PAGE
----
RadioShack used $138.5 million in free cash flow1 through the first half of 2006 versus a use of $110.0 million for the same period in 2005. Compared to last year, this year’s cash usage was due to less cash generated by operating activities offset in part by lower capital expenditures.
The company ended second quarter 2006 with a cash position of $170 million versus $255 million in the prior year. The decrease was due primarily to capital structure changes made in the second half of 2005.
Second quarter 2006 inventory was $795 million versus $972 million at the end of the second quarter 2005, down $177 million. The lower inventory position was driven primarily by better management of wireless inventory and inventory liquidation activities.
For the trailing 12 months-ended at second quarter, RadioShack’s cash conversion cycle was 103 days this year versus 108 days in the prior period. Inventory turnover was 2.9 times for the trailing 12 months and 2.5 times in the prior period.
No shares were repurchased during the second quarter of 2006.
Turnaround Plan Update
RadioShack’s turnaround plan has two fundamental work streams:
- Eliminating assets and activities which earn poor returns, distract from efforts to improve core RadioShack stores, or offer limited growth prospects going forward.
- Investing in assets and activities which have the opposite characteristics of those the company is eliminating.
Earlier this year, RadioShack identified 480 stores for closure in fiscal 2006 due to meeting criteria such as weak financial performance, poor real estate, subpar brand representation, and high likelihood to transfer sales to other RadioShack stores. As of today, 432 stores identified for closure are closed. The remaining stores will be closed by month-end. The liquidation process – the rate of sell-through, store execution, and other aspects of the program – is ahead of plan. The company is investing marketing resources to drive the transfer of sales from closed stores to nearby RadioShack stores remaining open. Preliminary sales transfer results are better than pro-forma expectations and producing good returns. RadioShack is also investing in its better stores through remodels. The company has recently developed a cost-effective plan to upgrade nearly 750 stores before the 2006 holiday season begins.
Another aspect of RadioShack’s turnaround plan is the removal of poor performing inventory from its store base. The company launched a clearance sale at the start of April slated to run through August. It also executed a seven-week program during the second quarter in which it changed many product adjacencies to set the stage for better fourth quarter merchandise displays than stores have had in the past. The inventory transition from products with poor productivity (e.g. metal detectors, music keyboards) to products with stronger productivity (e.g. headphones, home networking) will impact nearly 20% of stores’ display space. “Management is very satisfied with the progress of the inventory transition,” said Babrowski. The sell-through rate of clearance items and the rate of introduction of new stock keeping units is in-line with the company’s plan.
Progress has also been made in the area of overhead reduction. Over the last few months, RadioShack eliminated nearly 300 positions outside its Fort Worth headquarters. This included:
- Repair centers not central to RadioShack’s business strategy;
- Consolidation of districts and regions supporting a smaller base of RadioShack stores; and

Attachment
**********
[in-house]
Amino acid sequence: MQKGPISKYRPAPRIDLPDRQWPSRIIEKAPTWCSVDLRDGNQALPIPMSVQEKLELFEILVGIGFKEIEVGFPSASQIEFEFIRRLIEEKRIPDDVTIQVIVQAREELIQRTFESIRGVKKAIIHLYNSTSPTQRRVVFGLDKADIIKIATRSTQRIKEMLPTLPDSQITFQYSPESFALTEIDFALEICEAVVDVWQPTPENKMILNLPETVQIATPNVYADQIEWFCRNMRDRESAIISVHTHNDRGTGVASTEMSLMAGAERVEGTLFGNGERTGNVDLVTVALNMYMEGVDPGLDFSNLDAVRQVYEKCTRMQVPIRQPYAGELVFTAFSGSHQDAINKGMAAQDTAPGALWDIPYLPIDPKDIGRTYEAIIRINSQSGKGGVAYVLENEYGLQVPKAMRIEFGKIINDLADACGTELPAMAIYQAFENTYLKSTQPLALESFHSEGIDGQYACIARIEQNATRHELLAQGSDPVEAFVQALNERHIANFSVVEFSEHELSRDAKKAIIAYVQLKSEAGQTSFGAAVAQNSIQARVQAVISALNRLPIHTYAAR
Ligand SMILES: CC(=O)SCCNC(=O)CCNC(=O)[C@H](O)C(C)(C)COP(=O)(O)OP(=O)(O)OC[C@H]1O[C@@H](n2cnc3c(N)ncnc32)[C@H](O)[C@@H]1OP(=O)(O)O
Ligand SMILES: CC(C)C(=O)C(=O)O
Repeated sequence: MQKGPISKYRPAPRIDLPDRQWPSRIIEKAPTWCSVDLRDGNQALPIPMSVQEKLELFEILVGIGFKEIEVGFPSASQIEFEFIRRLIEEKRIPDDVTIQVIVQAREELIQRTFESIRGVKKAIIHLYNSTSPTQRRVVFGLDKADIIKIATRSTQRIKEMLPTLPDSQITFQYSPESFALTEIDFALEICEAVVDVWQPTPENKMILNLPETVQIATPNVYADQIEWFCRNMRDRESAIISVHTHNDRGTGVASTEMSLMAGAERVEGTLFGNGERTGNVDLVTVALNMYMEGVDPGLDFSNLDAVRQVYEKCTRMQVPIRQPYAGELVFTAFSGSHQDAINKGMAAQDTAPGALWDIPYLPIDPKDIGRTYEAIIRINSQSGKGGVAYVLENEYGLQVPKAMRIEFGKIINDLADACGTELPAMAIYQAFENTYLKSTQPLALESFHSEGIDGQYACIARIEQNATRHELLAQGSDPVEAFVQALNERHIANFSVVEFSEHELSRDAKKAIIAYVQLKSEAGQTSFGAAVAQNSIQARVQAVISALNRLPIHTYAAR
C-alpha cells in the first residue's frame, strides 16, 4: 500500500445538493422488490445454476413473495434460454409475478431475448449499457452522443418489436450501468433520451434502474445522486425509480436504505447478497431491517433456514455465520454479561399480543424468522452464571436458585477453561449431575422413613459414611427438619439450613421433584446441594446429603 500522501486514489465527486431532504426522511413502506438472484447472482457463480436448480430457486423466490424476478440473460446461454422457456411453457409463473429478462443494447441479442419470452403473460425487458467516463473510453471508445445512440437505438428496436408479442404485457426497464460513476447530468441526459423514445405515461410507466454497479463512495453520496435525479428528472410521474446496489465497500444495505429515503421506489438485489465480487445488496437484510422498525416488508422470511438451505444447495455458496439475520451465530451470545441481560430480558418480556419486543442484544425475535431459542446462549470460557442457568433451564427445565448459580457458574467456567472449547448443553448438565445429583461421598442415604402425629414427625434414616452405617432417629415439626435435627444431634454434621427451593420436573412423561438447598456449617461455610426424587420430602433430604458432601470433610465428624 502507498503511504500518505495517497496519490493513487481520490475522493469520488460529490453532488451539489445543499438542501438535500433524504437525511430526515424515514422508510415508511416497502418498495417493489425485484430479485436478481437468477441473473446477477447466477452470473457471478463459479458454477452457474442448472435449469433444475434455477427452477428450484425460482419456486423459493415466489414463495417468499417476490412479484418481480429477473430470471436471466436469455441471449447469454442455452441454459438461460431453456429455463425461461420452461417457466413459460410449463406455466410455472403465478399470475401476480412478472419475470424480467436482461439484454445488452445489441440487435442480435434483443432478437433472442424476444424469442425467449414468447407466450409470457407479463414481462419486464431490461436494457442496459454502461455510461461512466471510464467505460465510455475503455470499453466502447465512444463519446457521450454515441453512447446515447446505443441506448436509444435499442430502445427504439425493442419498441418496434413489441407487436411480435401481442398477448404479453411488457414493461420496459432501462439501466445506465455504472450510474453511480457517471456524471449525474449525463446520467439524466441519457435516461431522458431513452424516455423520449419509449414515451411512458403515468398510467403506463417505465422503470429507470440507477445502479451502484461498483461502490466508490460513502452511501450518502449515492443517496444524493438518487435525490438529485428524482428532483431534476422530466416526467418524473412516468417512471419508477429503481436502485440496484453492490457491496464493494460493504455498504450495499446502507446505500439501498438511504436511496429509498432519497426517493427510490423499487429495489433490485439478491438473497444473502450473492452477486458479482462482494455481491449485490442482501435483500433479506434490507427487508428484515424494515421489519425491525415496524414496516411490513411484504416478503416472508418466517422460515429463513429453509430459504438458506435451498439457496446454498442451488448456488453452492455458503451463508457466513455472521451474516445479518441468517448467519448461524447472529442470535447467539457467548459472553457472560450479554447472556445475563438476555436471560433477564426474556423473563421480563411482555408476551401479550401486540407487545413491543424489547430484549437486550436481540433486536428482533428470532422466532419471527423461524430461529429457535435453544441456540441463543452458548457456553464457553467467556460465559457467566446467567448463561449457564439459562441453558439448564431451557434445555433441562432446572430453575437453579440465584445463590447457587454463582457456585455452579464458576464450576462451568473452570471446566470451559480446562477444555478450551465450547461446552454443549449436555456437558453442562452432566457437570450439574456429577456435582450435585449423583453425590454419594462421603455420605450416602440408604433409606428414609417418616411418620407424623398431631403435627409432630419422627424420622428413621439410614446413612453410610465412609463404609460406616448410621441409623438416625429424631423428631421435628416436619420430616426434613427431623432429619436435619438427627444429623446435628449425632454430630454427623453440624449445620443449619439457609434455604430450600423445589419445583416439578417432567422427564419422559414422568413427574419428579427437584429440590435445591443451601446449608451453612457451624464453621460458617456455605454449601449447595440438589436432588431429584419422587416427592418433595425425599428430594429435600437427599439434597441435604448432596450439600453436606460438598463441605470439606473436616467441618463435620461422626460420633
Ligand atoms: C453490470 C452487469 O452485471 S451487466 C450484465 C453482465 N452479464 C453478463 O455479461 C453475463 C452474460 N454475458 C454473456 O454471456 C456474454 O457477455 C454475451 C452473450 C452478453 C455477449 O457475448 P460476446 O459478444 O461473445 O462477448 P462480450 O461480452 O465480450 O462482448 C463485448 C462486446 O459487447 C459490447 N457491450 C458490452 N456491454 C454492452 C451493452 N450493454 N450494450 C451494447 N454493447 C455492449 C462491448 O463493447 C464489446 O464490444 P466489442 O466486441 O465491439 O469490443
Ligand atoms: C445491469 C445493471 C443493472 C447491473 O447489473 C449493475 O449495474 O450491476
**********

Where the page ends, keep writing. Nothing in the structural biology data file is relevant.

- Closed distribution centers.
At its Fort Worth headquarters, RadioShack currently employs approximately 100 fewer people versus the same time last year. This is due to various changes made throughout the headquarters this year to improve its efficiency and effectiveness.
In addition, near term, the company is still on a path to save approximately $30 million in fiscal 2006 from reallocation of marketing resources.
Flat Panel Television Update
RadioShack has recently begun to sell flat panel televisions in about 650 stores nationwide. The rest of the store base will offer the products in September following a nationwide launch. Stores will display from two-to-10 units that are no larger than 37-inches and carry many of the models in stock depending upon store size. Additional models will be available on www.radioshack.com.
Wireless Business Perspective
Achieving RadioShack’s business goals requires improved execution beyond the areas identified in its turnaround plan. Most important, the company must improve upon the performance of its wireless business.
“Management believes it can improve the wireless business as we alter our approach,” said Babrowski. “The wireless business is very different from the traditional consumer electronics business. Our second half marketing plan has been revamped in recognition of that and breaks from our past approach of treating wireless the same as all our other product categories.”
During second quarter, the company executed a number of tactics, such as overnight replenishment and wireless mystery shops.
“I am encouraged by some near-term momentum in results in New York relative to our plan,” said Babrowski. In New York the company is testing some specialized offers and selling techniques. RadioShack intends to collect lessons learned through this test and prepare them for system-wide adoption later this quarter.
“In addition, we are excited about our progress in prepaid wireless and are encouraged by the ideas emerging from our new wireless leadership team,” Babrowski said. “But overall, our wireless business is not performing to expectations and the recent changes will not be fully implemented until late in the third quarter.”
Safe Harbor and About RadioShack Corporation
Statements made in this news release which are forward-looking involve risks and uncertainties and are indicated by words such as “anticipate,” “believes,” “intends,” and other similar words or phrases. These uncertainties include, but are not limited to, the execution and impact of the company’s turnaround plan, economic conditions, product demand, competitive products and pricing, availability of products, the regulatory environment and other risks indicated in filings with the SEC such as RadioShack’s most recent Forms 10-K and 10-Q.
Fort Worth, Texas-based RadioShack Corporation (NYSE: RSH) is one of the nation’s most trusted consumer electronics specialty retailers and a provider of a variety of retail support services. The company operates through a network of sales channels, including more than 6,000 company and dealer stores; over 100 RadioShack locations in Mexico and Canada; and nearly 800 wireless kiosks. RadioShack’s knowledgeable and helpful sales associates deliver convenient product and service solutions within minutes of where most Americans either live or work. For more information on RadioShack Corporation, visit www.radioshackcorporation.com. To learn more about RadioShack products and services or to purchase items online, visit www.radioshack.com.
1 Free cash flow, a non-GAAP financial measure, is defined as net cash from operating activities minus additions to property, plant, and equipment (a.k.a. capital expenditures) minus dividends paid. See reconciliation of net cash from operating activities to free cash flow below.
James M. Grant
Senior Director, Investor Relations
Senior Director, Public Relations